A general view of Rocamadour
|Area1||49.42 km2 (19.08 sq mi)|
|• Density||13/km2 (33/sq mi)|
|INSEE/Postal code||46240 / 46500|
|Elevation||110–364 m (361–1,194 ft)
(avg. 279 m or 915 ft)
1 French Land Register data, which excludes lakes, ponds, glaciers > 1 km² (0.386 sq mi or 247 acres) and river estuaries.2 Population without double counting: residents of multiple communes (e.g., students and military personnel) only counted once.
Rocamadour has attracted visitors for its setting in a gorge above a tributary of the River Dordogne, and especially for its historical monuments and its sanctuary of the Blessed Virgin Mary, which for centuries has attracted pilgrims from every country, among them kings, bishops, and nobles.
The town below the complex of monastic buildings and pilgrimage churches, traditionally dependent on the pilgrimage site and now on the tourist trade, lies near the river on the lowest slopes; it gives its name to Rocamadour, a small goat's milk cheese that was awarded AOC status in 1996.
Rocamadour was a dependency of the abbey of Tulle to the north in the Bas Limousin. The buildings of Rocamadour (from ròca, cliff, and sant Amador) rise in stages up the side of a cliff on the right bank of the Alzou, which here runs between rocky walls 120 metres (390 ft) in height. Flights of steps ascend from the lower town to the churches, a group of massive buildings half-way up the cliff. The chief of them is the pilgrimage church of Notre Dame (rebuilt in its present configuration from 1479), containing the cult image at the center of the site's draw, a wooden Black Madonna reputed to have been carved by Saint Amator (Amadour) himself. The small Benedictine community continued to reserve to itself the use of the small twelfth-century church of Saint-Michel, above and to the side. Below, the pilgrimage church opens onto a terrace where pilgrims could assemble, called the Plateau of St Michel, where there is a broken sword said to be a fragment of Durandal, once wielded by the hero Roland. The interior walls of the church of St Sauveur are covered, with paintings and inscriptions recalling the pilgrimages of celebrated persons. The subterranean church of St Amadour (1166) extends beneath St Sauveur and contains relics of the saint. On the summit of the cliff stands the château built in the Middle Ages to defend the sanctuaries.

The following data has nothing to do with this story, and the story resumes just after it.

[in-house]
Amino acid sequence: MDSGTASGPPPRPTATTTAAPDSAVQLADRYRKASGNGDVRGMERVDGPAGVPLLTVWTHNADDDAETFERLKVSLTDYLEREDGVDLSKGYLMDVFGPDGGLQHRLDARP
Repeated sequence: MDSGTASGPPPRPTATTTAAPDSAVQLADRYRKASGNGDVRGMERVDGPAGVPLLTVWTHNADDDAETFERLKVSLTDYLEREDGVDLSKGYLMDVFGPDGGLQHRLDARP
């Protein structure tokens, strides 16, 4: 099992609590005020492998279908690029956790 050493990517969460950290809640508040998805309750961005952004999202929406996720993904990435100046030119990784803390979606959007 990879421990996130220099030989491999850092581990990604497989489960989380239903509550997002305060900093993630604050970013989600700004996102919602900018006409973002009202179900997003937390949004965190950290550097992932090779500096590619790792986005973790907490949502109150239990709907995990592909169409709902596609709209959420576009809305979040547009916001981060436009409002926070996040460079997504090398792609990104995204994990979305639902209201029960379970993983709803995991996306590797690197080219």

A legend supposed to explain the origin of this pilgrimage has given rise to controversies between critical and traditional schools, especially in recent times. A vehicle by which the legend was disseminated and pilgrims drawn to the site was The Miracles of Our Lady of Rocamadour, written ca. 1172, an example of the miracula, or books of collected miracles, which had such a wide audience in the Middle Ages. According to the founding legend, Rocamadour is named after the founder of the ancient sanctuary, Saint Amator, identified with the Biblical Zacheus, the tax collector of Jericho mentioned in Luke 19:1-10, and the husband of St. Veronica, who wiped Jesus' face on the way to Calvary. Driven out of Palestine by persecution, St. Amadour and Veronica embarked in a frail skiff and, guided by an angel, landed on the coast of Aquitaine, where they met Bishop St. Martial, another disciple of Christ who was preaching the Gospel in the south-west of Gaul. After journeying to Rome, where he witnessed the martyrdoms of St. Peter and St. Paul, Amadour, having returned to France, on the death of his spouse, withdrew to a wild spot in Quercy where he built a chapel in honour of the Blessed Virgin, near which he died a little later.